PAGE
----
Monday, September 20, 2010

Geograffiti's focus on K-8 Education

A while back I posted about a web2.0 tool that couples with cell phones called Geograffiti. One of the concerns with the tool is that you had to be at least 13 years of age to use the tool. However, Geograffiti has now lifted that ban and is encouraging educators in K-12 classroom to consider using their free and innovative tool. Geograffiti couples with ANY phone that can make a phone call (Yay! No Smartphone required, but it is not a toll free number so one should use a cell phone). It allows someone to make a phone call, speak, and have their voice instantly appear on a map (at Geograffiti on the Internet) from the location where they called in. This is an excellent and easy to use tool. Teachers should note that the voicemarks left on the map are PUBLIC, so the teacher should talk with students about digital footprints, appropriateness and the permanent record of the Internet before using this resource.

Here are a fe ideas of how to use Geograffiti in the K-12 classroom:
1) Center Time (K-3)
Students can work on fluency, oral presentation skills, reading, creating an argument, reasoning, inquiry, questioning, by calling in to Geograffiti.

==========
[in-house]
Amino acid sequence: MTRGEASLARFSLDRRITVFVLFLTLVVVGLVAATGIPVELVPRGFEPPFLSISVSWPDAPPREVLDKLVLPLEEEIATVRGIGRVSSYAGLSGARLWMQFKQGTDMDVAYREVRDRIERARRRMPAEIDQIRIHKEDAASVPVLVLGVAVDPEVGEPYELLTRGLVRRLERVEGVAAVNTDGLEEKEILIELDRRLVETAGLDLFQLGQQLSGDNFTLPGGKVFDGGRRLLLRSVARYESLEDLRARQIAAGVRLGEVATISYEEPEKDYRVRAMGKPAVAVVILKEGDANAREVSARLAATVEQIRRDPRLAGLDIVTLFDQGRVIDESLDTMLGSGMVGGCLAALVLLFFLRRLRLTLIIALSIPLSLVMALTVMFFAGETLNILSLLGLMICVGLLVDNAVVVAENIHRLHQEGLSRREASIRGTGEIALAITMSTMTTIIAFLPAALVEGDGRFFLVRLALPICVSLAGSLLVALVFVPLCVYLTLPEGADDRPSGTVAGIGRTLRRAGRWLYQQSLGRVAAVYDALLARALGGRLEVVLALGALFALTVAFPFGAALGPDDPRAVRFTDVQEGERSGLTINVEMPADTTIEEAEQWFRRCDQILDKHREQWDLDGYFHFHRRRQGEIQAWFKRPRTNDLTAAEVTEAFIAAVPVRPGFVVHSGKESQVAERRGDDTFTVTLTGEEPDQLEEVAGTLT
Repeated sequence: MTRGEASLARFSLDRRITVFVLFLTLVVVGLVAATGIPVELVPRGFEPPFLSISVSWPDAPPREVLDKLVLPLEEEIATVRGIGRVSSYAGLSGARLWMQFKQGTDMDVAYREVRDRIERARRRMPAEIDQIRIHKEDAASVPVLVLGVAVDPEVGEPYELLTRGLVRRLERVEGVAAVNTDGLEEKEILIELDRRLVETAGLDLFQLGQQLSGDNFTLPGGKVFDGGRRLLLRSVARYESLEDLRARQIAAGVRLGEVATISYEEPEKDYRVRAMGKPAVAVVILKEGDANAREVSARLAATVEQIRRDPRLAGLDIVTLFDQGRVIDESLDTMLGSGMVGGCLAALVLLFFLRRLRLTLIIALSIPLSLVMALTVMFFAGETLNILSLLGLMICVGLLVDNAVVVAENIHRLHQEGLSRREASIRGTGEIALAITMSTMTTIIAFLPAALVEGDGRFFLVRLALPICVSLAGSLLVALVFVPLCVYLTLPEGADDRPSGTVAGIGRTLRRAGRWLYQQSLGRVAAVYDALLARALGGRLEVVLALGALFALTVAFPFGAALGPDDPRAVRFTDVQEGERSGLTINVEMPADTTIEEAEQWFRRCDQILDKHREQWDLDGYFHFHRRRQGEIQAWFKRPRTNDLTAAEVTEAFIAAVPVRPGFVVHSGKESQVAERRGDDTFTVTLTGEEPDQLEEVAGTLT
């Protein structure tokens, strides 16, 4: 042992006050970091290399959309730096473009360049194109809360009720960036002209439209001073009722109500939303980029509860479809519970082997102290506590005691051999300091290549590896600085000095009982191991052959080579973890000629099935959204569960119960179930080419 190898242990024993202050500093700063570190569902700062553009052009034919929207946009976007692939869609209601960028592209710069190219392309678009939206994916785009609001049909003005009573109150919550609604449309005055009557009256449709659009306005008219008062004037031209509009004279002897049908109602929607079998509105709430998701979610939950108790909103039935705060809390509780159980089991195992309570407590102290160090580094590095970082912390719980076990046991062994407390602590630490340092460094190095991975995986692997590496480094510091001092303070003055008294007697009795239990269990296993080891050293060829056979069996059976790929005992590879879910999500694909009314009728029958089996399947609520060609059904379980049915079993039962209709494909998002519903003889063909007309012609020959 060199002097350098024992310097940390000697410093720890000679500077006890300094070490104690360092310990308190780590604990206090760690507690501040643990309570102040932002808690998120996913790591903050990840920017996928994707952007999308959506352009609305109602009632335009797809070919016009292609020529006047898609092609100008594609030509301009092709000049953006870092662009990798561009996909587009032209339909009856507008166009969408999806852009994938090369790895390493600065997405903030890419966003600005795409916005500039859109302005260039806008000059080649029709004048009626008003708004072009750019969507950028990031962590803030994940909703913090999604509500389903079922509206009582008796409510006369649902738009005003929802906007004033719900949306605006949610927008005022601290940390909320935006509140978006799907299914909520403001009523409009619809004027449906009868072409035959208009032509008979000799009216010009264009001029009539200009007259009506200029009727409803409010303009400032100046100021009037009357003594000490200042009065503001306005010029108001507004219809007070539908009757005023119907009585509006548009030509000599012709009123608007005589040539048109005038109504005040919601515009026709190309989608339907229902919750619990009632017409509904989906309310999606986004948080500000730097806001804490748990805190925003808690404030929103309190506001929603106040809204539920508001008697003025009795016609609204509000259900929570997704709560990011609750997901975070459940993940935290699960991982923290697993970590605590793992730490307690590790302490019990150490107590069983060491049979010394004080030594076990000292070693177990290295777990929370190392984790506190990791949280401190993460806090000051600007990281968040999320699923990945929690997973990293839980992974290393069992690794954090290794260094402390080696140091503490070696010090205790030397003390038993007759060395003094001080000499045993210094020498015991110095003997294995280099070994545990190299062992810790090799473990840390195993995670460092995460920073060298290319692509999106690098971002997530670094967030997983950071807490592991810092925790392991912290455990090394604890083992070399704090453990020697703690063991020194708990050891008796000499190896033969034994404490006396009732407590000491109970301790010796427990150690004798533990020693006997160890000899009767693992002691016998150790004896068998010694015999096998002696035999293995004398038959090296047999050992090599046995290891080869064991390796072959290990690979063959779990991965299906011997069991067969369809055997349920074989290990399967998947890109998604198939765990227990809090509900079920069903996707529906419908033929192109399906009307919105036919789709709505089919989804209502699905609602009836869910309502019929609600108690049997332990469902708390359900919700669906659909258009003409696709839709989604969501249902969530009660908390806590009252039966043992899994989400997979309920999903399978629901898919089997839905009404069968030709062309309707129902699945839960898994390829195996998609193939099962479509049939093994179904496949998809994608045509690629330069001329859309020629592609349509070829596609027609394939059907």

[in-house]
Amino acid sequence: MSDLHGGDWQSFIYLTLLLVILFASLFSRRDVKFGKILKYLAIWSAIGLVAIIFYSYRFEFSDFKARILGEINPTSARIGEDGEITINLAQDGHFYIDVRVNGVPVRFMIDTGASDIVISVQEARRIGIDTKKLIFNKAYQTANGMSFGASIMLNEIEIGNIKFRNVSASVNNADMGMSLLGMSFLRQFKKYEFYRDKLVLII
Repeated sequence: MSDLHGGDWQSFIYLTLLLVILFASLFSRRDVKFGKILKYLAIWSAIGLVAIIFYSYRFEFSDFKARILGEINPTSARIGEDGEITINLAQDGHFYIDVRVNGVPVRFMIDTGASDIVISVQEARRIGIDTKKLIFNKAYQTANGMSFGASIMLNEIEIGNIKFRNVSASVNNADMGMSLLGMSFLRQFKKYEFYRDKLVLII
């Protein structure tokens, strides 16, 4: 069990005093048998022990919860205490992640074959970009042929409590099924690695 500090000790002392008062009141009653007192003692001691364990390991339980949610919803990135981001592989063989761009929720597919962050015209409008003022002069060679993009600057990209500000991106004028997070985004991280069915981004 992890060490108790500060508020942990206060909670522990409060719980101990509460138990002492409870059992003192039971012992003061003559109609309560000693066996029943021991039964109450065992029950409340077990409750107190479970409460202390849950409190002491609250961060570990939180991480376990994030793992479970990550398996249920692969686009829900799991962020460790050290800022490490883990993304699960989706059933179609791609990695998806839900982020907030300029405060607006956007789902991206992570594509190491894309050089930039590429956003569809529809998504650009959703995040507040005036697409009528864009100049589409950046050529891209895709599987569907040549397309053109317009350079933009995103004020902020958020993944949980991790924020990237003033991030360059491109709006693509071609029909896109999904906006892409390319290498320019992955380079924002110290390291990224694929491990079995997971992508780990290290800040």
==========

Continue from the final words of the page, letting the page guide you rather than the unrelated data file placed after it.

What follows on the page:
2) Homework, Field Trips, Spring Break
Students can work with their parents over spring break or summer break and leave voicemarks about their experiences, vacations, and what they learned over the break. Students on a field trip could record their observations (such as a trip to the zoo or a science museum).
3) Language Study
Students learning a new language can call in voicemarks and practice their new language skills
4) Social Studies
Students can ask others (friends and family) to call in from different parts of the country to give their perspective on local, national, and international social and cultural issues.
5) Oral Histories
Students could document oral or local histories by conducting interviews that would be placed on the map.
6) Real time Math
Students could call in to Geograffiti when they recognize that they are doing algebra, geometry or physics in their real life, they could describe the situation and put it into mathematical terms.


oGLOWo said...

Wow you came up with a nice list of possible uses for GeoGraffiti in Education. I love it! We would love to be able to speak with you soon about the Education Program if you have a chance.

Linda Taylors said...

Taking into account the fact that this blog post is dedicated to kids so I just would like to ask opinions of experienced parents what they think about such educational iPhone game as Kinder Hangman – I am currently preparing my children for school. Is this game really so helpful for developing a vocabulary of kids? I am a mother myself, so just would like to know if this game can help me repare kids for school? Any ideas? Your opinion is highly appreciated. Thanks.

Anonymous said...

Once again, American education figures out how to make something that was fun, into something that is boring.

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